Reflecting the breadth and diversity of dance in the Asia-Pacific region, this volume provides an in-depth and comprehensive study of Taiwan's dance history. Taiwan is home to several indigeus tribes with unique rituals and folk dance traditions, with an array of eclectic influences including martial arts and Peking Opera from China, and dance forms such as contemporary, neo-classical, post-modern, jazz, ballroom, and hip-hop from the West. Dance in Taiwan, led by pioneers such as choreographers Liu Feng-shueh and Lin Hwai-min, continues to have a strong presence in both performance and educational arenas. In 1973, Lin Hwai-min created Cloud Gate Dance Theatre, the country's internationally acclaimed modern dance company, and simultaneously produced a generation of dancers t only trained in modern dance and ballet, but also in Chinese aesthetics and history, tai-chi and meditation. Including the voices of dance professionals, scholars and critics, this collection of articles highlights the emerging trends and challenges faced by dance in Taiwan. It examines the history, creative development, education, training, and above all, the hybrid practices that give Taiwanese dance a unique identity, making it central to the renaissance of Asian contemporary dance. In describing how the intersections of dance cultures are marked by exchanges, research and pedagogy, it shows the way choreographers, performers, associated artists and companies of the region choose to imaginatively invent, blend, fuse, select and morph the multiple influences, revitalising and preserving cultural heritage while oscillating between tradition and change.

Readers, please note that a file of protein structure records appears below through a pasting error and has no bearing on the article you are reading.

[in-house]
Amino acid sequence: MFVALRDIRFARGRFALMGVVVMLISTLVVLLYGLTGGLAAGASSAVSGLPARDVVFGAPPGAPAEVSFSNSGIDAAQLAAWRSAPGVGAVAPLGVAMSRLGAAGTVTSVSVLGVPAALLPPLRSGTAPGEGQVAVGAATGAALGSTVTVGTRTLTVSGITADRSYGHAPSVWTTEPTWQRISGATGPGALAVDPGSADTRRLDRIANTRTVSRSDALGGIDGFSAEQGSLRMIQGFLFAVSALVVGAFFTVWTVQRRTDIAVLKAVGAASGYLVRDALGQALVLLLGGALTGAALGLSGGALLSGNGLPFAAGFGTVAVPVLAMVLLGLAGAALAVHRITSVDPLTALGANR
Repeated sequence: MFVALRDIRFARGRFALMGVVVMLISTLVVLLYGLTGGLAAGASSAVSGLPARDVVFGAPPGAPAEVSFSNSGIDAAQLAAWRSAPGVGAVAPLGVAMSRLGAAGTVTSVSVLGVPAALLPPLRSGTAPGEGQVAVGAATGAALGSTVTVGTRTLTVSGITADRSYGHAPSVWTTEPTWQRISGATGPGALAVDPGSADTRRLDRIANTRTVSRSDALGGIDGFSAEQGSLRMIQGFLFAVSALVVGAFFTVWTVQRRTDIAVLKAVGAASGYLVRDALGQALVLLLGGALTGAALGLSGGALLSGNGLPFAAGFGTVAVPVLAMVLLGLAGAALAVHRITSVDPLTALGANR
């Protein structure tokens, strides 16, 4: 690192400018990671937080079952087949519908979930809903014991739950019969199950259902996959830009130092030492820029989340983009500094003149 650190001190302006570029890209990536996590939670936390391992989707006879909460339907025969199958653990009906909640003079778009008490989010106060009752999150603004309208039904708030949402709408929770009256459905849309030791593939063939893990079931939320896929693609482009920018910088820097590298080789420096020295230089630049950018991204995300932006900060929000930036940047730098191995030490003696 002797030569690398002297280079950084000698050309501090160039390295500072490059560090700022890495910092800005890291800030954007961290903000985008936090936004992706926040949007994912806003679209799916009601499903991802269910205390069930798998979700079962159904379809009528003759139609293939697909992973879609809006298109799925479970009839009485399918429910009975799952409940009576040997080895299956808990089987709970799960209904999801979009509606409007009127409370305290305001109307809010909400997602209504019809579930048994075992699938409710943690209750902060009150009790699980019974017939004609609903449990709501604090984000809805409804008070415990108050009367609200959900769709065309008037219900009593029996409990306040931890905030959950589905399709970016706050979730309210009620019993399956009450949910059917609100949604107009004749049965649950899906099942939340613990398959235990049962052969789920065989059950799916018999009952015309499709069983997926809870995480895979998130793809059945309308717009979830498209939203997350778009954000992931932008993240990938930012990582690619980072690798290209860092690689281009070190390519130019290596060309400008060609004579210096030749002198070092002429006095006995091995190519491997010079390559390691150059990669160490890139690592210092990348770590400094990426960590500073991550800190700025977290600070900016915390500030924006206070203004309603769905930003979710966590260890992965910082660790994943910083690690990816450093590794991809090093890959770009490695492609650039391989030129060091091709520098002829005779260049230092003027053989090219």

Wang Yunyu is Professor of Dance at Taipei National University of the Arts, and President of the World Dance Alliance Asia-Pacific. Stephanie Burridge lectures at Singapore Management University, LaSalle College of the Arts, and is a dance critic, author and editor.